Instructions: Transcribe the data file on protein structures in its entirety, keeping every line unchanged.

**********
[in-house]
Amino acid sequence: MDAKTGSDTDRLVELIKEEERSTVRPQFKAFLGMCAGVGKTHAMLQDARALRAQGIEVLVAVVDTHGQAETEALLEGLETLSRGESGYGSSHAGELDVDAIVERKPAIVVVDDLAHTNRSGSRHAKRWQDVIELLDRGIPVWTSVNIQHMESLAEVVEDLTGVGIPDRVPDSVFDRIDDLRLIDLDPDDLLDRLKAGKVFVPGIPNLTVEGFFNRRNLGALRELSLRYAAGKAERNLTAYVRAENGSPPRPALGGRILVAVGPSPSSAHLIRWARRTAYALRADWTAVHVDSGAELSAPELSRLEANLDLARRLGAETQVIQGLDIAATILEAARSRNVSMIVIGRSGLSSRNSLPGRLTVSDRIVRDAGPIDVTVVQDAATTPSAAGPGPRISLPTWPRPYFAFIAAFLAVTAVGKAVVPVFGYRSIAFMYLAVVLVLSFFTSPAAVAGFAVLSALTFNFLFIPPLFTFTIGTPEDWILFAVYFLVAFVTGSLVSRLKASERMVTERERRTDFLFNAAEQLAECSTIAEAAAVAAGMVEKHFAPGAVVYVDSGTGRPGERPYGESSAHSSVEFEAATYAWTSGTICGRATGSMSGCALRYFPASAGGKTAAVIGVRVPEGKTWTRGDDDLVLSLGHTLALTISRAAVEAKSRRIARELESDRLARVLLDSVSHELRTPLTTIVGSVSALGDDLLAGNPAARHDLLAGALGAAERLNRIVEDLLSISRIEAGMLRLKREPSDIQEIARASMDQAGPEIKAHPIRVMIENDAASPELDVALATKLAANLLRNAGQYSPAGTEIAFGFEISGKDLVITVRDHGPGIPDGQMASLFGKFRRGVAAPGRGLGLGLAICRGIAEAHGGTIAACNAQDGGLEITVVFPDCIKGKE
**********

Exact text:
[in-house]
Amino acid sequence: MDAKTGSDTDRLVELIKEEERSTVRPQFKAFLGMCAGVGKTHAMLQDARALRAQGIEVLVAVVDTHGQAETEALLEGLETLSRGESGYGSSHAGELDVDAIVERKPAIVVVDDLAHTNRSGSRHAKRWQDVIELLDRGIPVWTSVNIQHMESLAEVVEDLTGVGIPDRVPDSVFDRIDDLRLIDLDPDDLLDRLKAGKVFVPGIPNLTVEGFFNRRNLGALRELSLRYAAGKAERNLTAYVRAENGSPPRPALGGRILVAVGPSPSSAHLIRWARRTAYALRADWTAVHVDSGAELSAPELSRLEANLDLARRLGAETQVIQGLDIAATILEAARSRNVSMIVIGRSGLSSRNSLPGRLTVSDRIVRDAGPIDVTVVQDAATTPSAAGPGPRISLPTWPRPYFAFIAAFLAVTAVGKAVVPVFGYRSIAFMYLAVVLVLSFFTSPAAVAGFAVLSALTFNFLFIPPLFTFTIGTPEDWILFAVYFLVAFVTGSLVSRLKASERMVTERERRTDFLFNAAEQLAECSTIAEAAAVAAGMVEKHFAPGAVVYVDSGTGRPGERPYGESSAHSSVEFEAATYAWTSGTICGRATGSMSGCALRYFPASAGGKTAAVIGVRVPEGKTWTRGDDDLVLSLGHTLALTISRAAVEAKSRRIARELESDRLARVLLDSVSHELRTPLTTIVGSVSALGDDLLAGNPAARHDLLAGALGAAERLNRIVEDLLSISRIEAGMLRLKREPSDIQEIARASMDQAGPEIKAHPIRVMIENDAASPELDVALATKLAANLLRNAGQYSPAGTEIAFGFEISGKDLVITVRDHGPGIPDGQMASLFGKFRRGVAAPGRGLGLGLAICRGIAEAHGGTIAACNAQDGGLEITVVFPDCIKGKE